Statistical analyses were completed using statistical package SPSS v20.0 (SPSS Inc., Chicago, IL, USA). Data normality was assumed following Kolomogrov-Smirnov tests and analysis of skewness and/or kurtosis. Differences in sprint times, vertical jump power, blood lactate and heart rate were assessed between conditions (PL vs. NZBC) over the time points using a two-way repeated measure ANOVA, with post-hoc paired t-tests for significant condition effects and Bonferroni’s multiple comparisons test for significant time effects. Paired samples t-tests were conducted to compare for between placebo and NZBC conditions slowing of the fastest sprint time of block 1 in each of the consecutive blocks 2–5, running times of part B of the LIST, and 24 h dietary intake. Statistical significance was accepted at p < 0.05. Interpretation of 0.05 > p ≤ 0.1 was according to guidelines by Curran-Everett and Benos . All data are reported as means ± SEM.
3.1. Loughborough Intermittent Shuttle Test—PART A
3.1.1. Fifteen-Meter Sprint Times
The percentage change in the average 15-m sprint times during the LIST showed a time (p < 0.001) but no condition (p = 0.63) and interaction effect (p = 0.78) (Figure 1). An analysis of the slowing of the fastest 15-m sprint time in block 1 showed for the NZBC condition compared to the placebo condition a trend for less slowing in block 4 (p < 0.1) and significant less slowing in block 5 (p < 0.05) (Figure 2).
3.1.2. Vertical Jump Power
Vertical jump power showed a time (p < 0.001) but no condition (p = 0.83) or interaction effect (p = 0.70) (Figure 3). For the time effects in both conditions, vertical jump power was higher in block 1 compared to baseline but there were no differences between vertical jump powers in each block, indicating that in both conditions vertical jump power was maintained during part A of the LIST.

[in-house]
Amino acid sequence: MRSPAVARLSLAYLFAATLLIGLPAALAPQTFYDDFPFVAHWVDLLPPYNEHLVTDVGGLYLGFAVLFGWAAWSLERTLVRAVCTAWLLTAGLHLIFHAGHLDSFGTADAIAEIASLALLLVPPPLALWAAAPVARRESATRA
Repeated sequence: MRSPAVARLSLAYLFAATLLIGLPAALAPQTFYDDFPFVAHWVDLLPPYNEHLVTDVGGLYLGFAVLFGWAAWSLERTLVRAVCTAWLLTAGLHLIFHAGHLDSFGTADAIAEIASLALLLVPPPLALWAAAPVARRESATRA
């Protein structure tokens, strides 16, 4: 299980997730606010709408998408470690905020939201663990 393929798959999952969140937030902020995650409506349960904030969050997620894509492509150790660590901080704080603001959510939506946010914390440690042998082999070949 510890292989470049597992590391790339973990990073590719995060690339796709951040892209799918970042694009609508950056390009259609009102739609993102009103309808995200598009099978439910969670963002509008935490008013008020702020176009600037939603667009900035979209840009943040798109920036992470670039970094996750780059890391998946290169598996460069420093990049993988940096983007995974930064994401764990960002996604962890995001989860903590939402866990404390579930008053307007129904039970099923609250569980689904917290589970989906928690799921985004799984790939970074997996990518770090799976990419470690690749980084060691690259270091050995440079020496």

3.1.3. Heart Rate
Heart rate data during the LIST showed a time (p = 0.02) but no condition (p = 0.69) and interaction effect (p = 0.90) (Figure 4). Post hoc analysis of the time effects for the placebo condition heart rate to be lower in blocks 4 and 5 compared to heart rate in block 2.
Blood lactate values during part A of the LIST showed a time (p < 0.001) but no condition (p = 0.44) and interaction effect (p = 0.25) (Figure 5). Post hoc analysis of the time effects with Bonferroni multiple comparisons showed for both conditions lower lactate values in blocks 4 and 5 compared to block 1.
3.2. The Loughborough Intermittent Shuttle Test—PART B
3.2.1. Time to Exhaustion
There was no difference in time to exhaustion (TTE) between conditions during part B of the LIST (placebo: 13.44 ± 8.09 min; NZBC extract: 15.78 ± 9.40 vs., p = 0.26) (Figure 6). Eight participants (out of 13) improved the time to exhaustion with NZBC extract.
3.2.2. Vertical Jump Power, Heart Rate and Lactate
In the NZBC condition, heart rate was higher at the end of part B of the LIST (placebo: 171 ± 11 beats·min−1, NZBC extract: 176 ± 8 beats·min−1, p = 0.02). There were no differences in vertical jump power (placebo: 990 ± 151 W, NZBC extract: 992 ± 154 W) and lactate between conditions after part B of the LIST (placebo: 2.99 ± 1.81 mMol·L−1, NZBC extract: 2.62 ± 0.86 mMol·L−1).